After years of facing relatively few obstacles to his Iraq policies from the legislative branch, President George W. Bush now confronts dual resolutions (WashPost) from both chambers of Congress demanding an end to combat operations there sometime next year. The Senate on Thursday voted 51-47 (USA Today) to set a goal of March 31, 2008 for ending U.S. combat operations in Iraq. That measure is still not as strong as the previous week’s House bill imposing deadlines for troop withdrawals, which the Christian Science Monitor called “one of the toughest antiwar measures ever passed during ongoing combat.” The president has vowed to veto either legislation. But it definitively ends a period that began with a vote in 2002 to grant Bush broad warmaking powers during which Congress has deferred to the executive.
The president and his mostly Republican supporters have argued the “surge” of over twenty thousand new U.S. troops into the country has not had time to prove itself, with only half of the forces deployed. Bush says the consequences of legislation with a timetable for pullout would be disastrous. “Our enemies in Iraq would simply have to mark their calendars,” he said. An update from Kenneth Katzman of the Congressional Research Service says Baghdad’s death rate is down (PDF), but bombings in “belts” around the capital and area provinces like Diyalah are up. The latest large-scale attack, in Tal Afar, prompted vicious Shiite reprisals (Times Online) against Sunnis in a town that Bush once held up as a model of the progress made in stabilizing Iraq.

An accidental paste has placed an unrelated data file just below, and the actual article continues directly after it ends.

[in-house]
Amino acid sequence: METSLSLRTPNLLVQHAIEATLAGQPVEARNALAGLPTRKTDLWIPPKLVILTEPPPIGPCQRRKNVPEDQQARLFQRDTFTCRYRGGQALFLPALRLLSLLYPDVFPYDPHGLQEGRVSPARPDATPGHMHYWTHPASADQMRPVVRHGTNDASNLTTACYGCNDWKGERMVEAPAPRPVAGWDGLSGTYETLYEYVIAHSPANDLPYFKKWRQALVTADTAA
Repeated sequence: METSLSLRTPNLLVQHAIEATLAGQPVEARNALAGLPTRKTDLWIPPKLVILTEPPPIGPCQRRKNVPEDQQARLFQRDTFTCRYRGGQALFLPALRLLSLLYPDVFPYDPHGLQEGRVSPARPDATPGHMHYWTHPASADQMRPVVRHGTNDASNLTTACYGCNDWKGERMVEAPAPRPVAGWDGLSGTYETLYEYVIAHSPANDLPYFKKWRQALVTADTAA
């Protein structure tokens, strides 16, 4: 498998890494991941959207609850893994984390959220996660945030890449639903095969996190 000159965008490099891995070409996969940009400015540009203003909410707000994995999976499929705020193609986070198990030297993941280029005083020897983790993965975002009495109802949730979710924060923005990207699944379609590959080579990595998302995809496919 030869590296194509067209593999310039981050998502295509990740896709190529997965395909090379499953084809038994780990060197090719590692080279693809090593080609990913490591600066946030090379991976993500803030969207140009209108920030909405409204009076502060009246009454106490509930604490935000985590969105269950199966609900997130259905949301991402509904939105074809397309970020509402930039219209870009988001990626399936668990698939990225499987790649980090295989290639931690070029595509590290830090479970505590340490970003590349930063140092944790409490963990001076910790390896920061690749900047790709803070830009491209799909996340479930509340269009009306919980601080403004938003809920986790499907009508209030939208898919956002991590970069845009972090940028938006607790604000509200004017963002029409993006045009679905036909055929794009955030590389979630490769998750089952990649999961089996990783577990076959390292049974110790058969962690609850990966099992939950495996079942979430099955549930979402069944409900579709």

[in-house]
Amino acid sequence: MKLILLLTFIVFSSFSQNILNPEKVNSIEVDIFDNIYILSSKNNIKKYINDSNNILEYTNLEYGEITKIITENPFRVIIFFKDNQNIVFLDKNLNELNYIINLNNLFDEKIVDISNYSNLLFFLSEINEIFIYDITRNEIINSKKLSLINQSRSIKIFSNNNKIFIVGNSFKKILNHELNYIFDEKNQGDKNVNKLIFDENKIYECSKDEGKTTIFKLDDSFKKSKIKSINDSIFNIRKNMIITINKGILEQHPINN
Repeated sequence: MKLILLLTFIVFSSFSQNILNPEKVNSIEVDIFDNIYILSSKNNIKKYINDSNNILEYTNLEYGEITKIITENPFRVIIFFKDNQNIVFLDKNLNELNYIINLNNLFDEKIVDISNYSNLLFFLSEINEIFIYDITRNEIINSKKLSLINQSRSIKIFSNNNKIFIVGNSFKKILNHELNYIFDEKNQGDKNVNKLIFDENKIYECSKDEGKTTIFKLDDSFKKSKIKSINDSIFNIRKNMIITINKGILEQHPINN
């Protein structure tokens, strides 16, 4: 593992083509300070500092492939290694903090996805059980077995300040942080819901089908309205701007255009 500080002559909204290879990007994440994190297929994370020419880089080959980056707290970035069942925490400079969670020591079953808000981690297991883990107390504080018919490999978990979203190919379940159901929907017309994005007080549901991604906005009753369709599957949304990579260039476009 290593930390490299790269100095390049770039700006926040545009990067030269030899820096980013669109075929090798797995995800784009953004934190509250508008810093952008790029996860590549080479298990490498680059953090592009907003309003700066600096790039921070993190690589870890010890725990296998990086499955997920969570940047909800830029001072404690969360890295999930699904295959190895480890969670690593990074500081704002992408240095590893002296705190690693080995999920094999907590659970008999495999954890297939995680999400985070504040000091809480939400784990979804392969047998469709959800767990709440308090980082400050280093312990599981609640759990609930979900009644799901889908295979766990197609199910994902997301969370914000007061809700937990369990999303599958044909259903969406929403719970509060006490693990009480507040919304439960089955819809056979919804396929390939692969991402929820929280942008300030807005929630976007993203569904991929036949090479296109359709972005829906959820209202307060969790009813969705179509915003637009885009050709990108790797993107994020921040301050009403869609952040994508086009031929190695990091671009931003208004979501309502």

Democrats calling for a troop withdrawal have been propelled in part by consistently negative public-opinion polling on the war. That includes a Pew poll this week indicating a majority of Americans want their representatives in Congress to support the House measure calling for a withdrawal of forces by August 2008. Now, the advancing legislation in Congress will fuel a new debate over whether it has finally owned up to its obligations (WashTimes) or is vastly overreaching itself (USA Today). Los Angeles Times columnist Ronald Brownstein writes neither Congress nor the president can impose their terms on the other, but Bush must reach out to Democratic congressional leaders to restore public support for the course of the war. CFR Senior Fellow Peter Beinert argues in TIME that the Democrats are right, in the policy sense and politically, to force this debate. Tactically, both the White House and leading Democrats are mindful of the 1995 showdown between President Bill Clinton and the Republican Congress, in which the president shifted blame for a budget impasse (WSJ) on Republicans.
The Center for American Progress offers examples of congressional checks on presidential wartime powers dating to the Vietnam War. Neil Kinkopf, an associate law professor at Georgia State University, writes that the Iraq war authorization was broad enough to cover President Bush’s surge plan but since the war has been conducted under false premises, congressional approval is needed for an escalation. On the other hand, the Department of Justice asserted in a memo shortly after 9/11 that the constitution envisioned the commander-in-chief with greater powers. “The Framers expected that the process for warmaking would be far more flexible, and capable of quicker, more decisive action, than the legislative process,” the memo said. John Fortier of the American Enterprise Institute predicts Bush will prevail in a veto fight and the Democrats are likely to lose arguments that Bush was obstructing funding for the troops. “The course of the war in Iraq,” Fortier writes, “will be determined more by the election results (The Hill) in November of 2008 than by the 2007 supplemental vote.”